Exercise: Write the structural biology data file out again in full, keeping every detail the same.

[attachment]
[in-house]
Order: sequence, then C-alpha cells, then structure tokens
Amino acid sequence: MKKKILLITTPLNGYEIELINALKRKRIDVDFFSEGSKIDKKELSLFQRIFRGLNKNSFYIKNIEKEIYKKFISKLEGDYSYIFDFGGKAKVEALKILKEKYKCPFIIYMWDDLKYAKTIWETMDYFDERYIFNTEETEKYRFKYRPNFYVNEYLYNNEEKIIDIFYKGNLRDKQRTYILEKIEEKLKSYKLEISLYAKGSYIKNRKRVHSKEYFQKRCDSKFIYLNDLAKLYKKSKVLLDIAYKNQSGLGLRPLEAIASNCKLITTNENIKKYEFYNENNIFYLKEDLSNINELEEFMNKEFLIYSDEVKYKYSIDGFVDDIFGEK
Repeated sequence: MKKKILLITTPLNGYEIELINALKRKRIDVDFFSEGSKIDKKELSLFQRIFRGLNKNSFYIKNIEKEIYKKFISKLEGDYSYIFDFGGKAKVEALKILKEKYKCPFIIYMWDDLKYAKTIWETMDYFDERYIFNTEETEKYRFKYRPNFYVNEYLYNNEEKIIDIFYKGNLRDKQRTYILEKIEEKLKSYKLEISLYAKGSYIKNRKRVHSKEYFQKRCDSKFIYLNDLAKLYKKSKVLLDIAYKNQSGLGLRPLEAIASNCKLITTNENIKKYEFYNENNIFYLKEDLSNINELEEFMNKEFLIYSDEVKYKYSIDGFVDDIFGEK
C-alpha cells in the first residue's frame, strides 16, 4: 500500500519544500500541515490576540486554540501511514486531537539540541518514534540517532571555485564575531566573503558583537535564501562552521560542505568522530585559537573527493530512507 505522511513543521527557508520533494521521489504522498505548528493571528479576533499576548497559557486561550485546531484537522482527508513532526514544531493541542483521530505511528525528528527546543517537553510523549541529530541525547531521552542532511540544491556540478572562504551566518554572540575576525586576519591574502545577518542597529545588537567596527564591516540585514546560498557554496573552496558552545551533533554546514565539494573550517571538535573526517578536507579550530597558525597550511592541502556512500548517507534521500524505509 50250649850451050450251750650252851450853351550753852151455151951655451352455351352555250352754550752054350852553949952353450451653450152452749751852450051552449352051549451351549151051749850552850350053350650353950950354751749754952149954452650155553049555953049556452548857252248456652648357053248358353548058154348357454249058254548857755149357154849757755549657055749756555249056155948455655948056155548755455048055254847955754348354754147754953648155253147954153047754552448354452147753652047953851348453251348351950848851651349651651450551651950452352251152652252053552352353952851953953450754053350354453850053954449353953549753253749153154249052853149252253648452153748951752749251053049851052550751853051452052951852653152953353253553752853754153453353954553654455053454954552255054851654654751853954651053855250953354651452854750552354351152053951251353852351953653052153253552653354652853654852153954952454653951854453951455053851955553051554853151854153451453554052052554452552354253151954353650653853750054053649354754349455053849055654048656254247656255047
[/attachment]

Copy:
[in-house]
Order: sequence, then C-alpha cells, then structure tokens
Amino acid sequence: MKKKILLITTPLNGYEIELINALKRKRIDVDFFSEGSKIDKKELSLFQRIFRGLNKNSFYIKNIEKEIYKKFISKLEGDYSYIFDFGGKAKVEALKILKEKYKCPFIIYMWDDLKYAKTIWETMDYFDERYIFNTEETEKYRFKYRPNFYVNEYLYNNEEKIIDIFYKGNLRDKQRTYILEKIEEKLKSYKLEISLYAKGSYIKNRKRVHSKEYFQKRCDSKFIYLNDLAKLYKKSKVLLDIAYKNQSGLGLRPLEAIASNCKLITTNENIKKYEFYNENNIFYLKEDLSNINELEEFMNKEFLIYSDEVKYKYSIDGFVDDIFGEK
Repeated sequence: MKKKILLITTPLNGYEIELINALKRKRIDVDFFSEGSKIDKKELSLFQRIFRGLNKNSFYIKNIEKEIYKKFISKLEGDYSYIFDFGGKAKVEALKILKEKYKCPFIIYMWDDLKYAKTIWETMDYFDERYIFNTEETEKYRFKYRPNFYVNEYLYNNEEKIIDIFYKGNLRDKQRTYILEKIEEKLKSYKLEISLYAKGSYIKNRKRVHSKEYFQKRCDSKFIYLNDLAKLYKKSKVLLDIAYKNQSGLGLRPLEAIASNCKLITTNENIKKYEFYNENNIFYLKEDLSNINELEEFMNKEFLIYSDEVKYKYSIDGFVDDIFGEK
C-alpha cells in the first residue's frame, strides 16, 4: 500500500519544500500541515490576540486554540501511514486531537539540541518514534540517532571555485564575531566573503558583537535564501562552521560542505568522530585559537573527493530512507 505522511513543521527557508520533494521521489504522498505548528493571528479576533499576548497559557486561550485546531484537522482527508513532526514544531493541542483521530505511528525528528527546543517537553510523549541529530541525547531521552542532511540544491556540478572562504551566518554572540575576525586576519591574502545577518542597529545588537567596527564591516540585514546560498557554496573552496558552545551533533554546514565539494573550517571538535573526517578536507579550530597558525597550511592541502556512500548517507534521500524505509 50250649850451050450251750650252851450853351550753852151455151951655451352455351352555250352754550752054350852553949952353450451653450152452749751852450051552449352051549451351549151051749850552850350053350650353950950354751749754952149954452650155553049555953049556452548857252248456652648357053248358353548058154348357454249058254548857755149357154849757755549657055749756555249056155948455655948056155548755455048055254847955754348354754147754953648155253147954153047754552448354452147753652047953851348453251348351950848851651349651651450551651950452352251152652252053552352353952851953953450754053350354453850053954449353953549753253749153154249052853149252253648452153748951752749251053049851052550751853051452052951852653152953353253553752853754153453353954553654455053454954552255054851654654751853954651053855250953354651452854750552354351152053951251353852351953653052153253552653354652853654852153954952454653951854453951455053851955553051554853151854153451453554052052554452552354253151954353650653853750054053649354754349455053849055654048656254247656255047